The regulatory framework affecting waste management is complex and multi-jurisdictional. Waste and waste diversion is controlled by regulations from all three levels of government, however waste management is primarily regulated at the provincial level.


Government of Canada


The federal government deals with the larger scale issues, which are more national in scope. Environment Canada has regulations in place that mandate which substances and components can and cannot be used in products. It, in partnership with Transport Canada, also has the responsibility of monitoring and dictating how wastes are transported between provincial and national borders. The relevant federal legislation pertaining to waste management at the federal level includes:


·         Canadian Environmental Protection Act;

·         Transportation of Dangerous Goods Act; and

·         Canadian Environmental Assessment Act.


 Province of Ontario


The provincial government develops, implements and maintains a regulatory framework for the management of hazardous and non-hazardous waste, including requirements to minimise waste by reducing, reusing, recycling, composting and recovering resources. It achieves this through regulating and controlling the collection, transfer, processing, and disposal. It issues approvals to waste disposal sites and waste haulers to ensure appropriate management; and undertakes inspections and enforcement activities. It also sets out the mandatory requirements for municipalities regarding the provision of waste management services.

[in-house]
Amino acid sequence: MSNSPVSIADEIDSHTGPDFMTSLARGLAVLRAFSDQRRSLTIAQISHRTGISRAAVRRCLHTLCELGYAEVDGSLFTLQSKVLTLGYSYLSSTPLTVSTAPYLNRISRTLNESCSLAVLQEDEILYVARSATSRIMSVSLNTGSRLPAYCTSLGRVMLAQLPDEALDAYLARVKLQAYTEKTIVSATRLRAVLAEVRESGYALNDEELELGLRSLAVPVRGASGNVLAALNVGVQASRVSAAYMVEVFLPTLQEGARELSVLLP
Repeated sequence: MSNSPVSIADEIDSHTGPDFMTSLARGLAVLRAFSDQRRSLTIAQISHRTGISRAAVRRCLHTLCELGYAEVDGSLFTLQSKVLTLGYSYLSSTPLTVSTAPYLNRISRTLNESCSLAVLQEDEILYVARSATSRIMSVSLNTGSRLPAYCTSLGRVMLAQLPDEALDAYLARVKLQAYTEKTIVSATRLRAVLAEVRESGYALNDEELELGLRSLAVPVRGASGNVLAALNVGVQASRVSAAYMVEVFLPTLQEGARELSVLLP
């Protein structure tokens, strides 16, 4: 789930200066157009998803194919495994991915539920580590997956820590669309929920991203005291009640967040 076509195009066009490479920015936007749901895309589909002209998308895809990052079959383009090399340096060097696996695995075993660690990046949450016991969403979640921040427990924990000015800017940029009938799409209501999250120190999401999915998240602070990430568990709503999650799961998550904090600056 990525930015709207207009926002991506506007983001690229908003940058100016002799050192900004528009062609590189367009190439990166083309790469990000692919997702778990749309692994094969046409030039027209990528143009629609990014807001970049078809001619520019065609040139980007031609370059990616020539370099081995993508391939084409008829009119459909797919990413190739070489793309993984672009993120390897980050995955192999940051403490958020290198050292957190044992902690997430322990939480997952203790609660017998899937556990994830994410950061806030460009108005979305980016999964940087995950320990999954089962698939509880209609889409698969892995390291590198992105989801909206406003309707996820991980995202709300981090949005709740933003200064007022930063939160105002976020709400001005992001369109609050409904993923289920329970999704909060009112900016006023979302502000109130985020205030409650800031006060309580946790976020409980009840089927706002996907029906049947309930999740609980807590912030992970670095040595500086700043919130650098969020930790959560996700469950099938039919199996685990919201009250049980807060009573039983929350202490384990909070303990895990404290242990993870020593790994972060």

The province does not track the amount of waste generated in the province, where or how it is processed, or plan for its long-term management.  Rather, it focuses its efforts on the review, approval, and monitoring of all waste facilities; on regulating source separation amongst large-scale generators; and on designing systems to deal with problematic wastes (e.g. tires and waste electronics).


Members of the IC&I sector are individually responsible for complying with waste related regulations and their compliance is determined by their size. The recent introduction of stewardship and/or extended producer responsibility (EPR) regulations has extended the traditional responsibilities of many IC&I businesses. IC&I businesses that are producers of product and/or packaging are increasingly mandated to take physical and/or financial responsibility for the wastes that their products and or packaging create. (Source RCO website September 2011)


The Environmental Protection Act, the Waste Diversion Act and their associated Regulations are the primary legislative instruments governing the management of waste in Ontario, with the Environmental Assessment Act and Planning Act also playing a role in the waste management. Relevant regulations under the Environmental Protection Act include:


·         Ontario Regulation 101/94 (Recycling and Composting of Municipal Waste);

·         Ontario Regulation 102/94 (Waste Audits and Waste Reduction Work Plans);

·         Ontario Regulation 103/94 (Industrial, Commercial and Institutional Source Separation Program);

·         Ontario Regulation 104/94 (Packaging Audits and Packaging Reduction); and

·         Ontario Regulation 347 (General— Waste Management).



Waste Diversion Act


Ontario's Waste Diversion Act was passed in 2002 to promote reducing, reusing and recycling waste. Under the Act, certain wastes are considered designated waste materials for which diversion programs are required, with programs currently in place for:

·         Blue and Black Box materials;

·         Used tires;

·         Waste Electrical and Electronic Equipment (WEEE); and